[¶ 4] Costain filed a complaint in the Superior Court alleging a violation of the WPA. Sunbury moved to dismiss the complaint, whereupon Costain moved to amend the complaint to include a count alleging a violation of the MHRA. The court granted the motion to amend and dismissed the amended complaint with prejudice. Costain filed this timely appeal. Amicus curiae briefs were filed by the Maine Human Rights Commission and the New England Legal Foundation.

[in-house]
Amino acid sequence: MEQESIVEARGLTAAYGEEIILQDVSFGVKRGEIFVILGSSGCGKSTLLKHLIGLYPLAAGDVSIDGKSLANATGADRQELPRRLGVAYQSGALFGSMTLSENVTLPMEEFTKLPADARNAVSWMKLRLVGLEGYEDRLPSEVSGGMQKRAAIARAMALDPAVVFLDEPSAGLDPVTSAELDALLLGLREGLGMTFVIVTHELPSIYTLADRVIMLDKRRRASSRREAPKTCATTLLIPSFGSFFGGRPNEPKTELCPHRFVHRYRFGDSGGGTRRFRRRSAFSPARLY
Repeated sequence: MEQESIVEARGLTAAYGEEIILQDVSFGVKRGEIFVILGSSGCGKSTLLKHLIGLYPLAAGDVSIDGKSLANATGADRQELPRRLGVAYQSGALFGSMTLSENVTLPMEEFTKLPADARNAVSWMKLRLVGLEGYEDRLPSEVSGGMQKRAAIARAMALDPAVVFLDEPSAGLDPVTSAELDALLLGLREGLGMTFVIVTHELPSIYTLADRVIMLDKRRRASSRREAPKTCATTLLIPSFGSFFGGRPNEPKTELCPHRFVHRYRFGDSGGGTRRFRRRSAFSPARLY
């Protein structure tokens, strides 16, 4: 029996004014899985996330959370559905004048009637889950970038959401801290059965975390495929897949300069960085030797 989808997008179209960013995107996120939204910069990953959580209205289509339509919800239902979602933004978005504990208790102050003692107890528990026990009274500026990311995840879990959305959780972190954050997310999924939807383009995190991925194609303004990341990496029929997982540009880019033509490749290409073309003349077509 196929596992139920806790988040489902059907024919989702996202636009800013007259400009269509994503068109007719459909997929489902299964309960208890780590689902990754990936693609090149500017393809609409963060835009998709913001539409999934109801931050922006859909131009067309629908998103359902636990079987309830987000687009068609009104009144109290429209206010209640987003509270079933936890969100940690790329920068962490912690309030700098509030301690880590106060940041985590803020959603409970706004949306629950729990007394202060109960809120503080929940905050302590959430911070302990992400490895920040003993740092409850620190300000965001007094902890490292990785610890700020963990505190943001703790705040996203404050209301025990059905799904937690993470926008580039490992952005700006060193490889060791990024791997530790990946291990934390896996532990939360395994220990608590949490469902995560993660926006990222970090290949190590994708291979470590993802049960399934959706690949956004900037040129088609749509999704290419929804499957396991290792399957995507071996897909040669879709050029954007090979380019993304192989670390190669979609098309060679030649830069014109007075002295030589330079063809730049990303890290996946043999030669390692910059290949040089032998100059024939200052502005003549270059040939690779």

[¶ 5] We review statutory interpretation de novo as a question of law. H.D. Goodall Hosp. v. Dep't of Health & Human Servs., 2008 ME 105, ¶ 9, 951 A.2d 828, 830. If a statute is ambiguous, we give significant deference to the interpretation given to it by the agency that administers it, but if it is not ambiguous, we interpret it directly. Whitney v. Wal-Mart Stores, Inc., 2006 ME 37, ¶ 22, 895 A.2d 309, 314-15. We interpret a statute to “avoid absurd, illogical, or inconsistent results.” Joyce v. State, 2008 ME 108, ¶ 14, 951 A.2d 69, 72 (quotation marks omitted). We will “consider the whole statutory scheme for which the section at issue forms a part so that a harmonious result, presumably the intent of the Legislature, may be achieved.” FPL Energy Me. Hydro LLC v. Dep't of Envtl. Prot., 2007 ME 97, ¶ 12, 926 A.2d 1197, 1201 (quotation marks omitted).